It’s faster than any creature on Earth or in the ocean’s depths. The peregrine falcon has been clocked moving as fast as 242 mph. It achieves this speed by flying downward in a powered dive, then folding up to slip through the air will little resistance. National Geographic filmed this record-breaking falcon dive in 2007 (Shown above).
The peregrine falcon is common all over the world, except in Antarctica. These birds often live on skyscrapers and bridges in cities. The word peregrine means “having a tendency to wander,” according to the Merriam Webster dictionary, from the Latin root word peregrinus.
Image of a peregrine falcon via Shutterstock
Image of a sailfish via Shutterstock
The sailfish is the world’s fastest fish, able to reach a speed of up to 68 mph. It usually hunts schools of fish, such as anchovies. Watch it in action:
Fastest Land Mammal
Image of a cheetah via Shutterstock
On land, no animal can beat the cheetah in a race. The cheetah can reach 60 mph in 3 seconds and it is capable of reaching 70 mph. It’s in for more of a sprint than a marathon. Using up much energy in it’s powerful run, it can’t run for long.
Strongest Animal Is a Little Beetle
Image of a rhinoceros beetle via Shutterstock
This beetle has many different names, including elephant beetle and Hercules beetle. This tiny insect may be minuscule compared to many other creatures in the world, but looks can be deceiving. It can lift 850 times its own body weight, making it the strongest animal in the world.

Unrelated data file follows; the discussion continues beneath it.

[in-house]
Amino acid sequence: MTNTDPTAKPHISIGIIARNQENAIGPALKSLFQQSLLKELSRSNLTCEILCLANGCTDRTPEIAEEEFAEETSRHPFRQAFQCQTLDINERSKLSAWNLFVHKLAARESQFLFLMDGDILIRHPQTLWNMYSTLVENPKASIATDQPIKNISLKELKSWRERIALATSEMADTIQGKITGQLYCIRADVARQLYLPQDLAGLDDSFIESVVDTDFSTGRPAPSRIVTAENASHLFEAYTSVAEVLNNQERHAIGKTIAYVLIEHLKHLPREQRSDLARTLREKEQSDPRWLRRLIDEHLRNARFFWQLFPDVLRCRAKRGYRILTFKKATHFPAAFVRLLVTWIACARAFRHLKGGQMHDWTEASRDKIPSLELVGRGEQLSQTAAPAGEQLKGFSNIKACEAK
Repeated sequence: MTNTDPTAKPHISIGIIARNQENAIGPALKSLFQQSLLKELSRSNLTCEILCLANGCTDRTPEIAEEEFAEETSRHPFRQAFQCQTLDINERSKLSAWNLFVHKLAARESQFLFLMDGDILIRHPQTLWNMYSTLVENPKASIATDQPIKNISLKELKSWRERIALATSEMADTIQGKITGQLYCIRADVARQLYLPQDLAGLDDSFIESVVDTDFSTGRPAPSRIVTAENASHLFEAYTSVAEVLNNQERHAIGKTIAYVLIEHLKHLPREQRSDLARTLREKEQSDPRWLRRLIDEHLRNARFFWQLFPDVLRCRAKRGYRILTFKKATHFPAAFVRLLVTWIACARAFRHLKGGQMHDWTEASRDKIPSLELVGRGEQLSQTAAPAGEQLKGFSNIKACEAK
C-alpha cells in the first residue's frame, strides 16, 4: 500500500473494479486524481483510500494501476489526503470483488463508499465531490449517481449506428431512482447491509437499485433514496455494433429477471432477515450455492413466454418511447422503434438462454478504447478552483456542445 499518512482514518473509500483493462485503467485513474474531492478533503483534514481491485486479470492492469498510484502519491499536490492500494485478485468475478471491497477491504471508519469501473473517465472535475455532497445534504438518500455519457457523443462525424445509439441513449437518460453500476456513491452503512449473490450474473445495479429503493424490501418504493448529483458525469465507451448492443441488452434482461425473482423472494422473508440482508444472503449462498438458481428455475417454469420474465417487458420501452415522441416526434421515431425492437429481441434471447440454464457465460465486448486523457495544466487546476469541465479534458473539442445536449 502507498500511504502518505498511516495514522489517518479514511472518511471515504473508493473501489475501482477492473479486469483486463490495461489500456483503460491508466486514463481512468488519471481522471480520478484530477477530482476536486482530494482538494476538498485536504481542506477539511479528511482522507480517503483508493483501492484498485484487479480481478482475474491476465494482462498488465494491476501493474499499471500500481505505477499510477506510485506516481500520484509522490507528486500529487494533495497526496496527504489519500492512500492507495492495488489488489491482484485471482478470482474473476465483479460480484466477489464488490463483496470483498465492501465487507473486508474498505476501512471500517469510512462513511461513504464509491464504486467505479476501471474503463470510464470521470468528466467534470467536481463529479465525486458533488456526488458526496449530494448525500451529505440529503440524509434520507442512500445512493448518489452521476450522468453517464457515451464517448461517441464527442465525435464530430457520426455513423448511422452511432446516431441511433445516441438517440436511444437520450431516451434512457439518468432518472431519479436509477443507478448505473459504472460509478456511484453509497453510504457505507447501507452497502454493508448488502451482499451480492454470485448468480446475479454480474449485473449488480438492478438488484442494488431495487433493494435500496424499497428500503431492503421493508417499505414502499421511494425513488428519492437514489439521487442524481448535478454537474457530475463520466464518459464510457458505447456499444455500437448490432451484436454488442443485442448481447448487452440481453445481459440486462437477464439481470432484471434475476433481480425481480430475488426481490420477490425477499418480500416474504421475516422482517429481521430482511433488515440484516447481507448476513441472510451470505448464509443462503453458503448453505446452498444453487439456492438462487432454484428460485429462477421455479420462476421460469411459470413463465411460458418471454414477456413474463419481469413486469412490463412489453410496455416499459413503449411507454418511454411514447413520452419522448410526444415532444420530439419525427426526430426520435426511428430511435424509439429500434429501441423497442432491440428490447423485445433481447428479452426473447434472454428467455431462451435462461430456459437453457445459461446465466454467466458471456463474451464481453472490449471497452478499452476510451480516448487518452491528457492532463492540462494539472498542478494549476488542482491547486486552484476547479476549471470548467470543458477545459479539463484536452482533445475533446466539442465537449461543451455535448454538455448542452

Image of a Froghopper via Shutterstock
In the animal world, some pounce on prey, some jump sprightly from place to place. The froghopper insect is only about 0.2 inches in length, but it can jump 28 inches.
Longest Non-Stop Flight
Image of a bar-tailed godwit via Shutterstock
In 2007, a female bar-tailed godwit flew 7,145 miles (11,500 kilometers) non-stop from Alaska to New Zealand, breaking the record for the longest continuous flight.
In March, some 70,000 godwits make this journey, according to a National Geographic article from that time. Researchers tracked 16 of the birds and were amazed to find the record breaker only took one rest on the way to Alaska. On the way back to New Zealand, this bird was helped along by a tailwind and made the entire journey without pause.
“It’s the equivalent of a human running at 70 kilometers an hour [43.5 miles an hour] for more than seven days,” Rob Schuckard of the Ornithological Society of New Zealand told National Geographic.
With reporting by Epoch Times reporter Marieke Vos
Image of a peregrine falcon in the lead photo via Shutterstock